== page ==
Big in Japan: 10 tech stories most popular with our Japanese readers


What’s big in the world of Japan technology these days? Well, if our Japanese language site is any indication, the following articles represent what our Japanese readers are most interested in over the last 30 days. Read on to find out more!

And if you know of a tech story or a startup that’s big in Japan, be sure to let us know about it.

1. Japan loves Ginger

Ginger is an personalized proofreader that checks your grammar and spelling, and it’s official launch in Japan was on April 24th. The service comes in the form of a Windows application or a browser extension, and our post about its launch had over 2,000 tweets and 5,000 likes, making it one of our most read articles ever.

Read more in Japanese


2. Hero entrepreneurs, Ieiri and Horie

Kazuma Ieiri is a serial entrepreneur known for being the youngest founder to go public on the JASDAQ securities exchange. Takafumi Horie is the former president of Livedoor, now a portal website operated by Line Corp. Horie is now on parole after spending 21 months behind bars having been charged with securities fraud (although he still claims innocence). The two are sort of entrepreneurial heroes for the younger generation, and they gave a talk at Ieiri’s book release party where they talked about developing new hardware together.

Read more in Japanese

3. Startups should work from home

This post comes via Charlie Custer who responded to Marissa Mayer’s decision that working from home was not the right path for employees at Yahoo. He asserts that startups should allow people to work from home remotely, noting that hiring pro-active people and quantifying work by actual results rather than just hours will yield many benefits.

Read more in Japanese or see the original post in English.

4. Moneytree

Moneytree is a newly released app that allows users to manage all their financial assets. You just need to register your bank account and it will automatically show balance and spendings for your different credit cards all in a single page. The startup works out of Shibuya’s co-working space, Co-ba, and its founder is Paul Chapman from Australia.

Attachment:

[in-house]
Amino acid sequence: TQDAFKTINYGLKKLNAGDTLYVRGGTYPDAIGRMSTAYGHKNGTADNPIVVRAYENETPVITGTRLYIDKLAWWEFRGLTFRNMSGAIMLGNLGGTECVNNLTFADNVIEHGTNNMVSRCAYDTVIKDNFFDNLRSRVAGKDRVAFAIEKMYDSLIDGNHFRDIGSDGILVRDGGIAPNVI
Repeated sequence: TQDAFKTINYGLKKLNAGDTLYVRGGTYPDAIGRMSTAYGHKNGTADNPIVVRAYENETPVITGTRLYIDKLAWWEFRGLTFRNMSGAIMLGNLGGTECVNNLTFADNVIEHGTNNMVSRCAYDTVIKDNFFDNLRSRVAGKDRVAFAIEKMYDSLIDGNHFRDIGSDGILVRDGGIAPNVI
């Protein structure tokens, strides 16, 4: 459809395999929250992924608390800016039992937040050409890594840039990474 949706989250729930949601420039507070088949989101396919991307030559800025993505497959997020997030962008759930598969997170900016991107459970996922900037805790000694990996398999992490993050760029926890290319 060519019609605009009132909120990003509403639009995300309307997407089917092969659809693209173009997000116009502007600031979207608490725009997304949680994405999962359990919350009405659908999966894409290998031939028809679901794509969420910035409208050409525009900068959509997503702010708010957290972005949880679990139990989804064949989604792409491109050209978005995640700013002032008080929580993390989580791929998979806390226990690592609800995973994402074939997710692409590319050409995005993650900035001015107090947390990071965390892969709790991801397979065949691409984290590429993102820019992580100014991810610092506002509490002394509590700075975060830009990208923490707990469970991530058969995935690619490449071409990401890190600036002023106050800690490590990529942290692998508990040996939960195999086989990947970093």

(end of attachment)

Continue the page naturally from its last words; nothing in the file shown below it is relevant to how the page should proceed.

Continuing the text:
Read more in Japanese, or check out our post on Moneytree in English


5. The travel industry is shifting from search to social

As we see change in consumer behavior, the travel industry is shifting accordingly. What is becoming increasingly important is not ‘where’ but ‘who’ – i.e. who among your friends have traveled to a given destination. As a result, the marketing budget for many travel companies is moving from Google to Facebook. The article cites TravelAdvisor as a good example of a company that does social well.

Read more in Japanese

6. If an engineer’s job is to make 0 into 1, a designer’s job is to make 1 into 100


Ikumi Katayama is a user interface designer at Cookpad, a major recipe website in Japan. In this interview she talks about the user interface designing process within the company and how it is all about iterating over and over by testing hypotheses and reading numbers.

Read more in Japanese

7. Using social game know-how in education

This post came out of the recent B Dash Camp 2013 event in Fukuoka. Surprisingly, many up-and-coming education startups came from the social games sector, such as Drecom and Quipper. Social gaming companies says that the features and techniques in social games (like operating events or connecting with friends) can be applied to education services as well.

Read more in Japanese or check out the article translated into English.

8. Base apps

E-commerce is getting a lot of hype in Japan recently, and Base is one of the more popular services out there, as it allows users to create their own online shop in a matter of minutes. The startups just launched Base Apps, which is a collection of plug-ins that can be added to shops created with Base. So far the app store includes an original domain, SEO, as well as shipping boxes for your merchandise – all for free. The startup plans to release a few plugins per week, attempting to follow Shopify’s monetization model.

Read more in Japanese or check out the translation in English.

9. Line China

Japanese chat application Line added another accomplishment to its growing list on April 8th, briefly nabbing the top spot in the Chinese App Store in the social network category. Line was released in Chinese back in December, needing less than four months to reach this milestone. At the time of the article, it ranked 7th among all free apps.

Read more in Japanese or see the original post on our English site.

10. Trends in Japan’s online ad space

Another report from the B Dash event in Fukuoka summarized a panel discussing existing problems in the domestic advertising business. Key players from the Japanese online advertising industry talked about the impact of social media on the industry, problems in leveraging personal information in ads, as well as the possibilities of rich media advertisements.

Read more in Japanese, or check out a summarized English report.

Septeni Holdings CEO Koki Sato speaking on the panel